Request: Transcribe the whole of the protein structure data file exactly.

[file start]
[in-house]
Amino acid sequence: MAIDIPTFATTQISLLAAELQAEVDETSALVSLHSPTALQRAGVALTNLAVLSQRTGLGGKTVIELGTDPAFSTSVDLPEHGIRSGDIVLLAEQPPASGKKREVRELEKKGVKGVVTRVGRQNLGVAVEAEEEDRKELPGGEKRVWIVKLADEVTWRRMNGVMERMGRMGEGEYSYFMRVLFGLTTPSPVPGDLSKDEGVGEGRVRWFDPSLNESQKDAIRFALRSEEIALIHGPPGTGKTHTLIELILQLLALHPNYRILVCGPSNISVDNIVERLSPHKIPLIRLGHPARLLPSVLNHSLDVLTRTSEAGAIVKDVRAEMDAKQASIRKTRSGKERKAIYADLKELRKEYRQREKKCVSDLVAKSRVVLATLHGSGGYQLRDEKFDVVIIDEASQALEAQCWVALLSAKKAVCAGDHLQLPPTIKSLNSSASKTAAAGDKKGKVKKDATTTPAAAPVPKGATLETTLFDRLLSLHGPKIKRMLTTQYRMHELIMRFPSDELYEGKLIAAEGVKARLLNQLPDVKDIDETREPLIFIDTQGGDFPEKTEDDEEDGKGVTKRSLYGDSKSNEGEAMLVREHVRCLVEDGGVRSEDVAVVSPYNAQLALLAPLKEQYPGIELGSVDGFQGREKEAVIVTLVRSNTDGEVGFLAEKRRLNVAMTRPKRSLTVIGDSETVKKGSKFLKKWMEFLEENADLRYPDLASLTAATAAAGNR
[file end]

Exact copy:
[in-house]
Amino acid sequence: MAIDIPTFATTQISLLAAELQAEVDETSALVSLHSPTALQRAGVALTNLAVLSQRTGLGGKTVIELGTDPAFSTSVDLPEHGIRSGDIVLLAEQPPASGKKREVRELEKKGVKGVVTRVGRQNLGVAVEAEEEDRKELPGGEKRVWIVKLADEVTWRRMNGVMERMGRMGEGEYSYFMRVLFGLTTPSPVPGDLSKDEGVGEGRVRWFDPSLNESQKDAIRFALRSEEIALIHGPPGTGKTHTLIELILQLLALHPNYRILVCGPSNISVDNIVERLSPHKIPLIRLGHPARLLPSVLNHSLDVLTRTSEAGAIVKDVRAEMDAKQASIRKTRSGKERKAIYADLKELRKEYRQREKKCVSDLVAKSRVVLATLHGSGGYQLRDEKFDVVIIDEASQALEAQCWVALLSAKKAVCAGDHLQLPPTIKSLNSSASKTAAAGDKKGKVKKDATTTPAAAPVPKGATLETTLFDRLLSLHGPKIKRMLTTQYRMHELIMRFPSDELYEGKLIAAEGVKARLLNQLPDVKDIDETREPLIFIDTQGGDFPEKTEDDEEDGKGVTKRSLYGDSKSNEGEAMLVREHVRCLVEDGGVRSEDVAVVSPYNAQLALLAPLKEQYPGIELGSVDGFQGREKEAVIVTLVRSNTDGEVGFLAEKRRLNVAMTRPKRSLTVIGDSETVKKGSKFLKKWMEFLEENADLRYPDLASLTAATAAAGNR